Germany labeled the Lebanese militant group Hezbollah a terrorist organization today in a move that Israel hopes will cause Europe to follow suit.
The top German diplomat said that Hezbollah’s violent activity and threats to Israel were the reasons behind the declaration.
“Hezbollah denies Israel's right to exist, threatens with violence and terror, and massively upgrades its rocket arsenal,” said Germany's Foreign Affairs Minister Heiko Maas in a statement. “It is important that Germany exhausts the means of the rule of law to take action against criminal and terrorist activities of Hezbollah,” he said.
The decision means that all Hezbollah activity is now banned in Germany and comes after years of pressure from the United States and Israel. German authorities raided mosques on Thursday believed to be connected to the group. Hezbollah symbols are henceforth banned at gatherings, in published materials and in the media, and its assets in Germany can be confiscated, according to The New York Times.
Israel rejoiced at the move and declared its desire for other European Union (EU) states to join Germany.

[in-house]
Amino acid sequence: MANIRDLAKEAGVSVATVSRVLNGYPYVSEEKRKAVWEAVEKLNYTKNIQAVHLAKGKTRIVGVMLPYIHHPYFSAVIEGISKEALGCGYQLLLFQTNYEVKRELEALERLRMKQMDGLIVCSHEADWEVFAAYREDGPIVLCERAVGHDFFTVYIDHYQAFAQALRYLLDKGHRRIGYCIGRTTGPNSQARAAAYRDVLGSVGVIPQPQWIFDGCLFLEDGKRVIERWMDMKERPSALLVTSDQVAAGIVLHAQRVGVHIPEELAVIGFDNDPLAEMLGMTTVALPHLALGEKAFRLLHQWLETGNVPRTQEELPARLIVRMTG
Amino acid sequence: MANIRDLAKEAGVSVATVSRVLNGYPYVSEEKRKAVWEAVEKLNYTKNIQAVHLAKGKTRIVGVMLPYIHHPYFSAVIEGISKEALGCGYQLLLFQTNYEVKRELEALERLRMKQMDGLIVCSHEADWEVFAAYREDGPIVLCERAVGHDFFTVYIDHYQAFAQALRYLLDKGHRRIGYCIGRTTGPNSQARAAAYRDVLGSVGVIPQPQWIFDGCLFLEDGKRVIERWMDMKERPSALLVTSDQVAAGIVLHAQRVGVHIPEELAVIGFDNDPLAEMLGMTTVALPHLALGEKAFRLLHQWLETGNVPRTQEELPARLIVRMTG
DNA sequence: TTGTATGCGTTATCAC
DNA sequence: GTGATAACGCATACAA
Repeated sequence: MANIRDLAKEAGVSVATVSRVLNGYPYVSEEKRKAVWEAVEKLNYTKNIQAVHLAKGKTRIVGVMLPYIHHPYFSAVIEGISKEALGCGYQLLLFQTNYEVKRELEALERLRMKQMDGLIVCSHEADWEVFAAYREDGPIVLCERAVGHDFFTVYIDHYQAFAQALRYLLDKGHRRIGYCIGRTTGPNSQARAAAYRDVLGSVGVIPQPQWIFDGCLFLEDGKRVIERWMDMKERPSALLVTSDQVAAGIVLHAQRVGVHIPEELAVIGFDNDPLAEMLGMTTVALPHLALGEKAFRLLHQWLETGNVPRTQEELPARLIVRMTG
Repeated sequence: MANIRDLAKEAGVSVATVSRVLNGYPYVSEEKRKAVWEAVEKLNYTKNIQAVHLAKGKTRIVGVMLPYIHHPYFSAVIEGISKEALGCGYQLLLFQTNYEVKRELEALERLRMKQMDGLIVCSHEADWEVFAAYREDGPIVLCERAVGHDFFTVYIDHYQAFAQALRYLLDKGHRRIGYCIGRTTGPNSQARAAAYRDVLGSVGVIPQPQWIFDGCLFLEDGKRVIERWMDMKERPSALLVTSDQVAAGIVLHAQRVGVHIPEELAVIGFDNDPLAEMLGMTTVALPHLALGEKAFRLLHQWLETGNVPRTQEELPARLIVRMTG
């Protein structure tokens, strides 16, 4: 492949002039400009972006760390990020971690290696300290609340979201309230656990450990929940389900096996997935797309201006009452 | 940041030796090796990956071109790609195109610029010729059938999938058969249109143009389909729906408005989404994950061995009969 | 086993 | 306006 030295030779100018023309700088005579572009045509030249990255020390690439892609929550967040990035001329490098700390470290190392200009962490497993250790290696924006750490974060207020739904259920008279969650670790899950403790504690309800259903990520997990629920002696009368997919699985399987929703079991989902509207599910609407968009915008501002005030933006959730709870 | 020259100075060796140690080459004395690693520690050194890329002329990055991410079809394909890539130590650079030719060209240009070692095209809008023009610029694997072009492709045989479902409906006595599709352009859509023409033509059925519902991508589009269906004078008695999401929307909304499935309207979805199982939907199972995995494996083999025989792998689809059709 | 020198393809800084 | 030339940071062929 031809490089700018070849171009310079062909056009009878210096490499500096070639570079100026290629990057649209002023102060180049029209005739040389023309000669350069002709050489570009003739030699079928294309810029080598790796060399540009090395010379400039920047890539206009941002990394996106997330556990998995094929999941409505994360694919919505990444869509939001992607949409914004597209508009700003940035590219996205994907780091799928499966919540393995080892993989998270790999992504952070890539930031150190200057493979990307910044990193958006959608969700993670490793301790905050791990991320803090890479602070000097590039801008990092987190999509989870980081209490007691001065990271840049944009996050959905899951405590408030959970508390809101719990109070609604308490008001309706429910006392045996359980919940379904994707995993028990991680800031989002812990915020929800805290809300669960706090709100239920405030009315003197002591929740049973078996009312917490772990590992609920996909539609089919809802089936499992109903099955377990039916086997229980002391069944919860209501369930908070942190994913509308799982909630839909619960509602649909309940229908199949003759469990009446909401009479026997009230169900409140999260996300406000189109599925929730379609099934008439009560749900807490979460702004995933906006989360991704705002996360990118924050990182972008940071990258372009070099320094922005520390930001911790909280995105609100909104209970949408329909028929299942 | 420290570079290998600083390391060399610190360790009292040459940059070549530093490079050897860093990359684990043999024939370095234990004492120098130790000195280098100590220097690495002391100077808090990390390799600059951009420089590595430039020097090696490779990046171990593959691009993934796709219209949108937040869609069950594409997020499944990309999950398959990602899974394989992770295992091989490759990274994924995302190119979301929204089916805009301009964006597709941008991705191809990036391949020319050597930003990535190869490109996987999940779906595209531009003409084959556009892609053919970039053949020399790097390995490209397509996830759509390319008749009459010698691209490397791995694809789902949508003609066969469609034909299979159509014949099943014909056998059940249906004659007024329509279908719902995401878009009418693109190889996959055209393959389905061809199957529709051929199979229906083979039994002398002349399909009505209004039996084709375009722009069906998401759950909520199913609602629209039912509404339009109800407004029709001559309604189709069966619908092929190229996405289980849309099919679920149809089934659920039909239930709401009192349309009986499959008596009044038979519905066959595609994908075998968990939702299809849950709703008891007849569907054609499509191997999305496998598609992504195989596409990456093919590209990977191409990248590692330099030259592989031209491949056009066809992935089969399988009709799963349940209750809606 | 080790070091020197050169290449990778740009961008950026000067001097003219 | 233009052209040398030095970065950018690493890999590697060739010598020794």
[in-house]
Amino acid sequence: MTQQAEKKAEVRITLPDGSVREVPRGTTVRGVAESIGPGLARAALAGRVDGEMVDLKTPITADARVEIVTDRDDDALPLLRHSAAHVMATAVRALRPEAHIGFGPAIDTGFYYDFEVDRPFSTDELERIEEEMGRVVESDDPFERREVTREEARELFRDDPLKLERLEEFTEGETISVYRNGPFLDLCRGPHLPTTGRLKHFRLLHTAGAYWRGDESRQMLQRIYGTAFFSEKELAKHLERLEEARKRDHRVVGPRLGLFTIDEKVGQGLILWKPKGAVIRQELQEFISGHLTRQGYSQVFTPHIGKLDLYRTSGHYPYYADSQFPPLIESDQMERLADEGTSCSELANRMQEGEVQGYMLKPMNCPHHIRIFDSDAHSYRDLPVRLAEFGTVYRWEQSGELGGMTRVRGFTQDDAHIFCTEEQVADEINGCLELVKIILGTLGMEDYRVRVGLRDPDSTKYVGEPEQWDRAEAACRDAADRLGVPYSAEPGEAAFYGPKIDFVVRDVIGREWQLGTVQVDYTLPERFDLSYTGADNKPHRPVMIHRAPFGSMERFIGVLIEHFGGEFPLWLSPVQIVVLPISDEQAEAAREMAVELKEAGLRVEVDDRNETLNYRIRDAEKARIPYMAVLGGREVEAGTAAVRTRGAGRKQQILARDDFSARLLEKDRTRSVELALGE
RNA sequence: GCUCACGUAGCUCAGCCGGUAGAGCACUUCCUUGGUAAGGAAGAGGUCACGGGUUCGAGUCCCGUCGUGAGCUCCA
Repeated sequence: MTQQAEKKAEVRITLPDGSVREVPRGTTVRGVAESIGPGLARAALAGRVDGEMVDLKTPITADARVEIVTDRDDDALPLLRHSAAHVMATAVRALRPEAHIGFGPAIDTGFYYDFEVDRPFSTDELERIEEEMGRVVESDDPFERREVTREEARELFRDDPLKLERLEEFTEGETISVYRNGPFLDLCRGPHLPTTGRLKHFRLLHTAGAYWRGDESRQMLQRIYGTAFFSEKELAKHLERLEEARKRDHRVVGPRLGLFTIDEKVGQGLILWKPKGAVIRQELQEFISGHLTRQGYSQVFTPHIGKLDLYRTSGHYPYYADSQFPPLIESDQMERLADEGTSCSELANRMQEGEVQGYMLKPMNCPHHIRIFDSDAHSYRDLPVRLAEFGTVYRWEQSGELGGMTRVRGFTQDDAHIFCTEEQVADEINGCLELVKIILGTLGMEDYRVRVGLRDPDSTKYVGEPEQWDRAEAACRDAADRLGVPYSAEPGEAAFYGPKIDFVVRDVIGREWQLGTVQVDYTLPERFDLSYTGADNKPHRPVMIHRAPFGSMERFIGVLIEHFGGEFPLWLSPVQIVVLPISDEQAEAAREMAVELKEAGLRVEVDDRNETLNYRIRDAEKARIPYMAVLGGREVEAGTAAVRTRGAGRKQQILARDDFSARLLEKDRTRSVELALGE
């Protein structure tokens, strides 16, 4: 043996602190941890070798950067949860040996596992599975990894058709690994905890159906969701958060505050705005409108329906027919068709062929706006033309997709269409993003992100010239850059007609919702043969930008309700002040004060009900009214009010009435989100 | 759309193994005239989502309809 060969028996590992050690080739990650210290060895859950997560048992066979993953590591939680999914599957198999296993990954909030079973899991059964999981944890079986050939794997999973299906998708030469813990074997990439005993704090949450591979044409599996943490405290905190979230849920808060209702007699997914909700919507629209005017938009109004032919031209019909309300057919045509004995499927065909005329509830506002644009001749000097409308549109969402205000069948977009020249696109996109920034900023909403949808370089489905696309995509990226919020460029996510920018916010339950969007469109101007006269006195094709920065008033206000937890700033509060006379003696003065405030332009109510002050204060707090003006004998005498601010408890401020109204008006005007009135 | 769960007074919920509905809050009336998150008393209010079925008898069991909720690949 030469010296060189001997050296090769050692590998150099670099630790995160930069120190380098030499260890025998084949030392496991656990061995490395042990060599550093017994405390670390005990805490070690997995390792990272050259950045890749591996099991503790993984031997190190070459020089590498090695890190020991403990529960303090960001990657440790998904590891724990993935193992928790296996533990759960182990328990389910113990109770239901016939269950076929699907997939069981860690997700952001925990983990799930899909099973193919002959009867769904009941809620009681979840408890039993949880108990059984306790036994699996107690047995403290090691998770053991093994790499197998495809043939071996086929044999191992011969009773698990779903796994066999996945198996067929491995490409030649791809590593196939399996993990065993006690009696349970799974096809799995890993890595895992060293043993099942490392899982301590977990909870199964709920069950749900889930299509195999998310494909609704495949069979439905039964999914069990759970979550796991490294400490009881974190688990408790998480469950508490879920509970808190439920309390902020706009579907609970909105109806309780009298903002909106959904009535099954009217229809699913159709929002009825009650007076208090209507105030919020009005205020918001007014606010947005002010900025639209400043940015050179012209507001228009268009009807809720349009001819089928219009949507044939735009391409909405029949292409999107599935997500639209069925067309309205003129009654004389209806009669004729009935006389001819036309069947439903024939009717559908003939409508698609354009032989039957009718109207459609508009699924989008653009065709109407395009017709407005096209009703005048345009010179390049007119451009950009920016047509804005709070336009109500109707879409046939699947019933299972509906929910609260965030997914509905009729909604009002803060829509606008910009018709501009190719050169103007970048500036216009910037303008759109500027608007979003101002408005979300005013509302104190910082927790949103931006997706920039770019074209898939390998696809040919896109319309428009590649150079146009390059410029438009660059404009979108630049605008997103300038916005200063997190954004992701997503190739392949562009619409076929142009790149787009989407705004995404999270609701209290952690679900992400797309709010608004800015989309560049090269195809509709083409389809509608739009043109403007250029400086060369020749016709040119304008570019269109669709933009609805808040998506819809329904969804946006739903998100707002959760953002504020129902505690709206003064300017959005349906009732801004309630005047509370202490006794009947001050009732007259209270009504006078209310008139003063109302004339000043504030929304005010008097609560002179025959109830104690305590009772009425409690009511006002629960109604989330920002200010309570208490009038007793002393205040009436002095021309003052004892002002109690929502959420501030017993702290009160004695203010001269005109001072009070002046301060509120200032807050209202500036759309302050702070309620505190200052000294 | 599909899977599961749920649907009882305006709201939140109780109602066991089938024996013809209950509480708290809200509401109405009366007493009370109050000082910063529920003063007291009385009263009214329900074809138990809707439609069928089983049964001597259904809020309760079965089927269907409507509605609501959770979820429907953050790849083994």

“This is a very important decision and a valuable and significant step in the global fight against terrorism,” said Israel’s Foreign Minister Israel Katz in a press release. “I call on additional European countries and the European Union to adopt this necessary policy,” Katz said.
Many countries — including the United States, Israel, the United Kingdom and the United Arab Emirates — list Hezbollah as a terrorist organization. But until today, Germany only listed Hezbollah’s military wing as such. The EU and France also only consider Hezbollah’s military terrorists. This constitutes a significant policy difference between the United States and the EU.
Hezbollah maintains some support in Europe. There are up to 1,050 Hezbollah members in Germany, Reuters reported.
Hezbollah formed in 1985 to fight Israel in southern Lebanon during that country’s multifaceted civil war. It has received considerable political, financial and military support from Iran since its inception. Hezbollah and Israel fight on and off near the Israel-Lebanon border, and Israel frequently bombs Hezbollah targets in Syria. Hezbollah fights on the side of Syrian President Bashar al-Assad in the Syrian civil war, along with Iran.